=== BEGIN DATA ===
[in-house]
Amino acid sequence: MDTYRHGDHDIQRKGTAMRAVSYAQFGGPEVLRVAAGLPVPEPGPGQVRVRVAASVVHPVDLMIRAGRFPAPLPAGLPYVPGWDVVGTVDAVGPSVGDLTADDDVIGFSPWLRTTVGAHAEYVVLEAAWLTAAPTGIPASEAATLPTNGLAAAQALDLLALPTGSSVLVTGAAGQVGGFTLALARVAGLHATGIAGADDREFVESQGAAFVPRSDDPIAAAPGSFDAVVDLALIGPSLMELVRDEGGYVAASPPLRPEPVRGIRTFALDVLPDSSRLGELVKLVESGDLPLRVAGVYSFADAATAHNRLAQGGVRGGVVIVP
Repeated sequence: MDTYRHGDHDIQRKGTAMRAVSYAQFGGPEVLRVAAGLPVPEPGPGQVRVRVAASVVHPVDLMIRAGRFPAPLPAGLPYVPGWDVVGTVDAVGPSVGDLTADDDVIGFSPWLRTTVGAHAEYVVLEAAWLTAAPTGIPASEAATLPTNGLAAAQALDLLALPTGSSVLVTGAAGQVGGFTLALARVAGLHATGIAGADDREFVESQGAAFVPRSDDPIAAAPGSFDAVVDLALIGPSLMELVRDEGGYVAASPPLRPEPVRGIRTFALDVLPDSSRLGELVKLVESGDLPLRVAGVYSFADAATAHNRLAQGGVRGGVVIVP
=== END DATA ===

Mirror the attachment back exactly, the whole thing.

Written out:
[in-house]
Amino acid sequence: MDTYRHGDHDIQRKGTAMRAVSYAQFGGPEVLRVAAGLPVPEPGPGQVRVRVAASVVHPVDLMIRAGRFPAPLPAGLPYVPGWDVVGTVDAVGPSVGDLTADDDVIGFSPWLRTTVGAHAEYVVLEAAWLTAAPTGIPASEAATLPTNGLAAAQALDLLALPTGSSVLVTGAAGQVGGFTLALARVAGLHATGIAGADDREFVESQGAAFVPRSDDPIAAAPGSFDAVVDLALIGPSLMELVRDEGGYVAASPPLRPEPVRGIRTFALDVLPDSSRLGELVKLVESGDLPLRVAGVYSFADAATAHNRLAQGGVRGGVVIVP
Repeated sequence: MDTYRHGDHDIQRKGTAMRAVSYAQFGGPEVLRVAAGLPVPEPGPGQVRVRVAASVVHPVDLMIRAGRFPAPLPAGLPYVPGWDVVGTVDAVGPSVGDLTADDDVIGFSPWLRTTVGAHAEYVVLEAAWLTAAPTGIPASEAATLPTNGLAAAQALDLLALPTGSSVLVTGAAGQVGGFTLALARVAGLHATGIAGADDREFVESQGAAFVPRSDDPIAAAPGSFDAVVDLALIGPSLMELVRDEGGYVAASPPLRPEPVRGIRTFALDVLPDSSRLGELVKLVESGDLPLRVAGVYSFADAATAHNRLAQGGVRGGVVIVP